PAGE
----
The consumer information was utilised to guide and implement the technical innovation through a series of innovation cycles (ICs) in order to develop FCW prototypes. The effects of modifying atmospheric packaging conditions (1st IC) were tested to determine the best conditions for maintaining the fresh quality of cubes. The inclusion of mint leaves (2nd IC) and the effects of post-cut sanitation spray (3rd IC) on freshness, natural image and taste of FCW were also investigated. The three ICs focused on achieving prototypes with the highest overall acceptability scores at the end of the 8-d shelf-life, using a 9-point hedonic scale. Each IC was performed using small-scale consumer panel assessments. Subjective evaluations were then linked to objective instrumental measurements of sensory quality in order to gain meaningful information on how sensory factors contribute to consumer response. Both tests were performed simultaneously after storage for one, six and eight days at each of the three ICs. Investigations were focused on the overall flavour quality, as it deteriorates faster than appearance quality, and is, hence, an appropriate indicator of fruit “freshness”. Storage odour and flavour quality were determined objectively by first identifying the odouractive compounds (OACs) released in the packaging headspace using the gas chromatography-mass spectrometry-olfactometry (GC-MS-O). Identification of OAC was confirmed using headspace solid phase microextraction gas chromatography-mass spectrometry (SPME GC-MS). Identified OAC were screened as chemical markers of "freshness" by correlation to the sensory scores for each treatment. The principal component analysis determined specific compounds (e.g. (E,Z)-3,6-nonadienol and (Z)-3-nonen-1-ol) that positively associated with perceived “freshness” and other compounds (e.g. dimethyl trisulfide and (E,E)-2,4-heptadienal) that were associated with negative perceptions of "freshness". Rapid monitoring of changes in the concentration of chemical markers was also measured using proton transfer reaction mass spectrometry (PTR-MS). Volatile profile changes were attributed to the process, packaging and storage variables such as time and temperature. They were tested at each IC and were utilised for improvement of the FCW prototype. Improved prototypes were identified as single washed fresh-cut watermelon cubes (with and without mint leaves), packed under atmospheric and non-perforated film packaging condition.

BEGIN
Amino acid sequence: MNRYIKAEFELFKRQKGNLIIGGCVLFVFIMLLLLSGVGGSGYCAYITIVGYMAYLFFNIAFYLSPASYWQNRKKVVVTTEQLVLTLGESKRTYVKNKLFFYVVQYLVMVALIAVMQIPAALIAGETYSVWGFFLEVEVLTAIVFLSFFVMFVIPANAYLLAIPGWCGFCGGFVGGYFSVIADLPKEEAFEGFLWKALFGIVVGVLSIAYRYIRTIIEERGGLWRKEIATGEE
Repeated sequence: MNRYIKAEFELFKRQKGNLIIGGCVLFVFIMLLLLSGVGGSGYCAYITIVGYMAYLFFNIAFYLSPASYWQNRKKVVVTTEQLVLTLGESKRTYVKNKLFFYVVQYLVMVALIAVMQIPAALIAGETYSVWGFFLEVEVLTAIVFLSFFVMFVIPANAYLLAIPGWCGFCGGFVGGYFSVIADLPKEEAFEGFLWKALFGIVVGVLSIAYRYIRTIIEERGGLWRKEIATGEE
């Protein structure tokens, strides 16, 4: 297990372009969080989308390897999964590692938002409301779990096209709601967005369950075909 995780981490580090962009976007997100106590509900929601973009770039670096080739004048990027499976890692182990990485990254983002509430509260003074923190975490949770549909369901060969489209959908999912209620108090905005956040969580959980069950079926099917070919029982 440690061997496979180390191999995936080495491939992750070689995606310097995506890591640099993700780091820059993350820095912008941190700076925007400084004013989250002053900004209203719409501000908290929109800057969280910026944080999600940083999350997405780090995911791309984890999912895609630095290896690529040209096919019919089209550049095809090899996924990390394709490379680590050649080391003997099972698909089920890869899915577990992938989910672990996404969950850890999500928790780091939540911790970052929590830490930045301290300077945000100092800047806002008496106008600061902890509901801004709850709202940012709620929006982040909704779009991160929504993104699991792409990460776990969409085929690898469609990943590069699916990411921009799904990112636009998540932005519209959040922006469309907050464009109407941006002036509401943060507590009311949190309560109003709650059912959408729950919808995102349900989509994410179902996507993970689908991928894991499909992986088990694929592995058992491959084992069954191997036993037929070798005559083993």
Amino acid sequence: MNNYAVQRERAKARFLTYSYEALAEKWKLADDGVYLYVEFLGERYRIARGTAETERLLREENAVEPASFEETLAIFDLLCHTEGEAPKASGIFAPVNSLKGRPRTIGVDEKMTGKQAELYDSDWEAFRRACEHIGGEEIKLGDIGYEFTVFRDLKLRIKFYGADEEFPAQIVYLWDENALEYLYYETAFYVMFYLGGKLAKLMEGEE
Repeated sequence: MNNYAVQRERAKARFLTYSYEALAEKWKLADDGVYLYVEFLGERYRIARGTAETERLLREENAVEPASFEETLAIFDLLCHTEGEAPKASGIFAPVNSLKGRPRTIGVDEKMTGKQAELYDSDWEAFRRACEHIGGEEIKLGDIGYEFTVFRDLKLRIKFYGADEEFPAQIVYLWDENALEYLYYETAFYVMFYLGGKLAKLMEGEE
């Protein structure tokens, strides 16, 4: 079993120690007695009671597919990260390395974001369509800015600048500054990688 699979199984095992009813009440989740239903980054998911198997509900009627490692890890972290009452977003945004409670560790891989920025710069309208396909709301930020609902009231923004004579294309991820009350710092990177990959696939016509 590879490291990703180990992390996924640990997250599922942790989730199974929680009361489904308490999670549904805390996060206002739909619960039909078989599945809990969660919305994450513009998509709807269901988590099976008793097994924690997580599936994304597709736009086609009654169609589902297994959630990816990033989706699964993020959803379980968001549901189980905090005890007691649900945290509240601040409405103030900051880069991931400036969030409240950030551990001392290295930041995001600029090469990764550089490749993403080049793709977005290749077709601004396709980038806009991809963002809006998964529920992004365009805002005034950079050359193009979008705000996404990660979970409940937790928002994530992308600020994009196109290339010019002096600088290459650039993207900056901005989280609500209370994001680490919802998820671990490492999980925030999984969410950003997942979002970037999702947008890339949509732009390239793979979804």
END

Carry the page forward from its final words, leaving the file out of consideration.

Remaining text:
Confirmation of increased perceived value for FCW was obtained through in-storepurchase and consumption simulations using discrete choice consumer experiment(DCE) and informed consumer testing, respectively. Packaging designs consisting ofvarying container shapes (cup and square) and shelf-life information (with and withoutpacked-on date, in addition to use-by date), were integrated into the improved FCWprototypes resulting in a total of eight actual FCW formats tested. The PV of currentand potential users for these prototypes was investigated at product purchase, consumption and repeat purchase intent stages. Research findings indicated a three-foldimprovement of PV when packed on date (POD) information was on the label inaddition to the mandatory use by date (UBD) information. It served as a cue to assessfreshness and increase confidence in product quality and safety during purchase andhas positively influenced the perceived freshness during consumption. POD was also asignificant factor influencing repeat purchase intent. In the absence of POD, mint leavesserved as a visual stimulus for freshness evaluation, and its combination withwatermelon was highly acceptable (75 % of participants). Variations in packagingshape, however, showed insufficient evidence of PV deviation from purchase toconsumption. Cup was preferred over square packaging during purchase due to volumeperception, even when equal weights were indicated on the label. In contrast, squarepackaging received positive feedback during consumer testing because of more visibleintact cubes.
The PVI model for FCF innovation therefore was able to improve the PV of FCW andprovide evidence of the model’s usefulness to deliver consumer-effective FCFs. Themodel, however, currently lacks consideration of the actual innovation and productioncosts. Nonetheless, the application of the model can be useful to develop leading-edgefood products in comparison to competitor offerings.

Item Type: Thesis - PhD
Authors/Creators:Mendoza, MLA
Keywords: Consumers, DCE, fresh-cut, 6C-MS-O, Perceived Value Innovation model, PTR-MS, sensory shelf-life, SPME GC-MS.
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Copyright 2021 the author